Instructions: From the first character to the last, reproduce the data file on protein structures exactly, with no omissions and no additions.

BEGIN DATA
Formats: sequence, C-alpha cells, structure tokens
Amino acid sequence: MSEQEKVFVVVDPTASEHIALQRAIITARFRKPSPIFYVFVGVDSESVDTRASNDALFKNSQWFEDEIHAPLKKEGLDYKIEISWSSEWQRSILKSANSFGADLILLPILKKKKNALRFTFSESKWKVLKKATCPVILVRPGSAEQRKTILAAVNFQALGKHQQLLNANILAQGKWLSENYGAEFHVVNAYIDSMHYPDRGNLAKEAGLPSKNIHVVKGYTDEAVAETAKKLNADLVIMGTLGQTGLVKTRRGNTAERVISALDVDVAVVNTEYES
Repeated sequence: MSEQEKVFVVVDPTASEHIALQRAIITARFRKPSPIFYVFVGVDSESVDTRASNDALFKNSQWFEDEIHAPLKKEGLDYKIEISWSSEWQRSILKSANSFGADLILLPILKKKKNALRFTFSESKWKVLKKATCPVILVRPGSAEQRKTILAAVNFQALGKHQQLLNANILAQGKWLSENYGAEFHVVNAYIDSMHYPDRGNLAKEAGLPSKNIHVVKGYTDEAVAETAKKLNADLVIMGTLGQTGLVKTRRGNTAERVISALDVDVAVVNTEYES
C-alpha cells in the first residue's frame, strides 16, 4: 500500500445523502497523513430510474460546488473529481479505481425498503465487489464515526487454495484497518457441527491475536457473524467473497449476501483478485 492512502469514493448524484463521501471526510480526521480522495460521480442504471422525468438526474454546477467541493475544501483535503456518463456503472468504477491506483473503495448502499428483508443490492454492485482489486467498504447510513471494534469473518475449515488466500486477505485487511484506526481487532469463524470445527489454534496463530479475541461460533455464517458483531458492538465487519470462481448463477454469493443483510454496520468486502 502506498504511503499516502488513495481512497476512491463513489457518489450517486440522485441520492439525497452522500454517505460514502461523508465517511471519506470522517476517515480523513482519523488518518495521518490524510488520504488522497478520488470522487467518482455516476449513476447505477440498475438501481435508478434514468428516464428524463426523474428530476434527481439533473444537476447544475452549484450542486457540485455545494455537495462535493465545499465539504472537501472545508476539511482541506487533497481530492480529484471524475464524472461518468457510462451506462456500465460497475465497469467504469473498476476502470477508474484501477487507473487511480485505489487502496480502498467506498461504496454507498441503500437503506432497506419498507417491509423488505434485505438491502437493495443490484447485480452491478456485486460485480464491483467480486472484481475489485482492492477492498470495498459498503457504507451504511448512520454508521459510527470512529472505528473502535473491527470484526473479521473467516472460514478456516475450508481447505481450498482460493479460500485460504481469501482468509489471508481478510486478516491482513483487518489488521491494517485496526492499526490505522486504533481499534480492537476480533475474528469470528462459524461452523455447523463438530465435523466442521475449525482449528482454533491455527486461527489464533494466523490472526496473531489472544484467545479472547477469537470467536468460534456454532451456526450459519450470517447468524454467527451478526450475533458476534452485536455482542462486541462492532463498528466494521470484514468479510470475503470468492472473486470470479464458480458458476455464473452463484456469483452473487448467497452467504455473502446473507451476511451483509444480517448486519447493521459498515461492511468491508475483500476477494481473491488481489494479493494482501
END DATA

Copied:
Formats: sequence, C-alpha cells, structure tokens
Amino acid sequence: MSEQEKVFVVVDPTASEHIALQRAIITARFRKPSPIFYVFVGVDSESVDTRASNDALFKNSQWFEDEIHAPLKKEGLDYKIEISWSSEWQRSILKSANSFGADLILLPILKKKKNALRFTFSESKWKVLKKATCPVILVRPGSAEQRKTILAAVNFQALGKHQQLLNANILAQGKWLSENYGAEFHVVNAYIDSMHYPDRGNLAKEAGLPSKNIHVVKGYTDEAVAETAKKLNADLVIMGTLGQTGLVKTRRGNTAERVISALDVDVAVVNTEYES
Repeated sequence: MSEQEKVFVVVDPTASEHIALQRAIITARFRKPSPIFYVFVGVDSESVDTRASNDALFKNSQWFEDEIHAPLKKEGLDYKIEISWSSEWQRSILKSANSFGADLILLPILKKKKNALRFTFSESKWKVLKKATCPVILVRPGSAEQRKTILAAVNFQALGKHQQLLNANILAQGKWLSENYGAEFHVVNAYIDSMHYPDRGNLAKEAGLPSKNIHVVKGYTDEAVAETAKKLNADLVIMGTLGQTGLVKTRRGNTAERVISALDVDVAVVNTEYES
C-alpha cells in the first residue's frame, strides 16, 4: 500500500445523502497523513430510474460546488473529481479505481425498503465487489464515526487454495484497518457441527491475536457473524467473497449476501483478485 492512502469514493448524484463521501471526510480526521480522495460521480442504471422525468438526474454546477467541493475544501483535503456518463456503472468504477491506483473503495448502499428483508443490492454492485482489486467498504447510513471494534469473518475449515488466500486477505485487511484506526481487532469463524470445527489454534496463530479475541461460533455464517458483531458492538465487519470462481448463477454469493443483510454496520468486502 502506498504511503499516502488513495481512497476512491463513489457518489450517486440522485441520492439525497452522500454517505460514502461523508465517511471519506470522517476517515480523513482519523488518518495521518490524510488520504488522497478520488470522487467518482455516476449513476447505477440498475438501481435508478434514468428516464428524463426523474428530476434527481439533473444537476447544475452549484450542486457540485455545494455537495462535493465545499465539504472537501472545508476539511482541506487533497481530492480529484471524475464524472461518468457510462451506462456500465460497475465497469467504469473498476476502470477508474484501477487507473487511480485505489487502496480502498467506498461504496454507498441503500437503506432497506419498507417491509423488505434485505438491502437493495443490484447485480452491478456485486460485480464491483467480486472484481475489485482492492477492498470495498459498503457504507451504511448512520454508521459510527470512529472505528473502535473491527470484526473479521473467516472460514478456516475450508481447505481450498482460493479460500485460504481469501482468509489471508481478510486478516491482513483487518489488521491494517485496526492499526490505522486504533481499534480492537476480533475474528469470528462459524461452523455447523463438530465435523466442521475449525482449528482454533491455527486461527489464533494466523490472526496473531489472544484467545479472547477469537470467536468460534456454532451456526450459519450470517447468524454467527451478526450475533458476534452485536455482542462486541462492532463498528466494521470484514468479510470475503470468492472473486470470479464458480458458476455464473452463484456469483452473487448467497452467504455473502446473507451476511451483509444480517448486519447493521459498515461492511468491508475483500476477494481473491488481489494479493494482501